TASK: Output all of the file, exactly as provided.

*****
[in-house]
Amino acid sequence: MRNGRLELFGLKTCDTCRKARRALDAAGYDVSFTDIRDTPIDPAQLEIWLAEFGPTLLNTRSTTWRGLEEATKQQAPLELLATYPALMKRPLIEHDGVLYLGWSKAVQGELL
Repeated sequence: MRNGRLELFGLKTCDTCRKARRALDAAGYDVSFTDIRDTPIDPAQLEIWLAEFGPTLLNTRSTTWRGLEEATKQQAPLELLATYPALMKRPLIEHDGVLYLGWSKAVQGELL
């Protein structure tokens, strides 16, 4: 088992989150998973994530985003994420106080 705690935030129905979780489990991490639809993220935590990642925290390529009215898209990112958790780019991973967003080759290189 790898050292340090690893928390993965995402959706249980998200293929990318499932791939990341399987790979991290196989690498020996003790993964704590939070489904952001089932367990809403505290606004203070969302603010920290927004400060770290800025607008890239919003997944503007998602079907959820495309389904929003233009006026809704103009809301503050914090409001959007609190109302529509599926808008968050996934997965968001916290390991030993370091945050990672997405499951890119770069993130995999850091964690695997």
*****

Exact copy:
[in-house]
Amino acid sequence: MRNGRLELFGLKTCDTCRKARRALDAAGYDVSFTDIRDTPIDPAQLEIWLAEFGPTLLNTRSTTWRGLEEATKQQAPLELLATYPALMKRPLIEHDGVLYLGWSKAVQGELL
Repeated sequence: MRNGRLELFGLKTCDTCRKARRALDAAGYDVSFTDIRDTPIDPAQLEIWLAEFGPTLLNTRSTTWRGLEEATKQQAPLELLATYPALMKRPLIEHDGVLYLGWSKAVQGELL
């Protein structure tokens, strides 16, 4: 088992989150998973994530985003994420106080 705690935030129905979780489990991490639809993220935590990642925290390529009215898209990112958790780019991973967003080759290189 790898050292340090690893928390993965995402959706249980998200293929990318499932791939990341399987790979991290196989690498020996003790993964704590939070489904952001089932367990809403505290606004203070969302603010920290927004400060770290800025607008890239919003997944503007998602079907959820495309389904929003233009006026809704103009809301503050914090409001959007609190109302529509599926808008968050996934997965968001916290390991030993370091945050990672997405499951890119770069993130995999850091964690695997």